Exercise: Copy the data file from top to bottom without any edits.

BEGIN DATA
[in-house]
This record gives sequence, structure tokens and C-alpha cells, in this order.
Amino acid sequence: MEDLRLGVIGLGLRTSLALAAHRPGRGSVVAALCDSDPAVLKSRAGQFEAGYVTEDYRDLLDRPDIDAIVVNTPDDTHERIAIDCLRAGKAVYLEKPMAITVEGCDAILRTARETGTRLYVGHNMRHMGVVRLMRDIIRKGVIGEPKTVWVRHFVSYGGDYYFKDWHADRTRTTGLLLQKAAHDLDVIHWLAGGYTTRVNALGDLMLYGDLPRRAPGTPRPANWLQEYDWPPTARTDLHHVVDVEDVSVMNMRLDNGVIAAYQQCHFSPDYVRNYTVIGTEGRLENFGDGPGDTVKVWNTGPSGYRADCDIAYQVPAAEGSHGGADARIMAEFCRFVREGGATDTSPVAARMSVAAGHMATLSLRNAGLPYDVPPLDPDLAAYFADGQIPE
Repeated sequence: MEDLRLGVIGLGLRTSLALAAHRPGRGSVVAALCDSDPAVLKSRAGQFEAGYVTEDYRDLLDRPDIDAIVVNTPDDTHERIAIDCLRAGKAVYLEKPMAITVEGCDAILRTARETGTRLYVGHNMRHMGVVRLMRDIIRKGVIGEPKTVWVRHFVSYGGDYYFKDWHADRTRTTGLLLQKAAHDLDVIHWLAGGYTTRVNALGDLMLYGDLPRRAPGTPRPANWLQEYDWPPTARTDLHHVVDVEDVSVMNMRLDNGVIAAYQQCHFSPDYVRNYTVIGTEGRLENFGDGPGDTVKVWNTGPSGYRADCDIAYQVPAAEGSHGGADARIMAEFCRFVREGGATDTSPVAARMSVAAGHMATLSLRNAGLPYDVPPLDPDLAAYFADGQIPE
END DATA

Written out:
[in-house]
This record gives sequence, structure tokens and C-alpha cells, in this order.
Amino acid sequence: MEDLRLGVIGLGLRTSLALAAHRPGRGSVVAALCDSDPAVLKSRAGQFEAGYVTEDYRDLLDRPDIDAIVVNTPDDTHERIAIDCLRAGKAVYLEKPMAITVEGCDAILRTARETGTRLYVGHNMRHMGVVRLMRDIIRKGVIGEPKTVWVRHFVSYGGDYYFKDWHADRTRTTGLLLQKAAHDLDVIHWLAGGYTTRVNALGDLMLYGDLPRRAPGTPRPANWLQEYDWPPTARTDLHHVVDVEDVSVMNMRLDNGVIAAYQQCHFSPDYVRNYTVIGTEGRLENFGDGPGDTVKVWNTGPSGYRADCDIAYQVPAAEGSHGGADARIMAEFCRFVREGGATDTSPVAARMSVAAGHMATLSLRNAGLPYDVPPLDPDLAAYFADGQIPE
Repeated sequence: MEDLRLGVIGLGLRTSLALAAHRPGRGSVVAALCDSDPAVLKSRAGQFEAGYVTEDYRDLLDRPDIDAIVVNTPDDTHERIAIDCLRAGKAVYLEKPMAITVEGCDAILRTARETGTRLYVGHNMRHMGVVRLMRDIIRKGVIGEPKTVWVRHFVSYGGDYYFKDWHADRTRTTGLLLQKAAHDLDVIHWLAGGYTTRVNALGDLMLYGDLPRRAPGTPRPANWLQEYDWPPTARTDLHHVVDVEDVSVMNMRLDNGVIAAYQQCHFSPDYVRNYTVIGTEGRLENFGDGPGDTVKVWNTGPSGYRADCDIAYQVPAAEGSHGGADARIMAEFCRFVREGGATDTSPVAARMSVAAGHMATLSLRNAGLPYDVPPLDPDLAAYFADGQIPE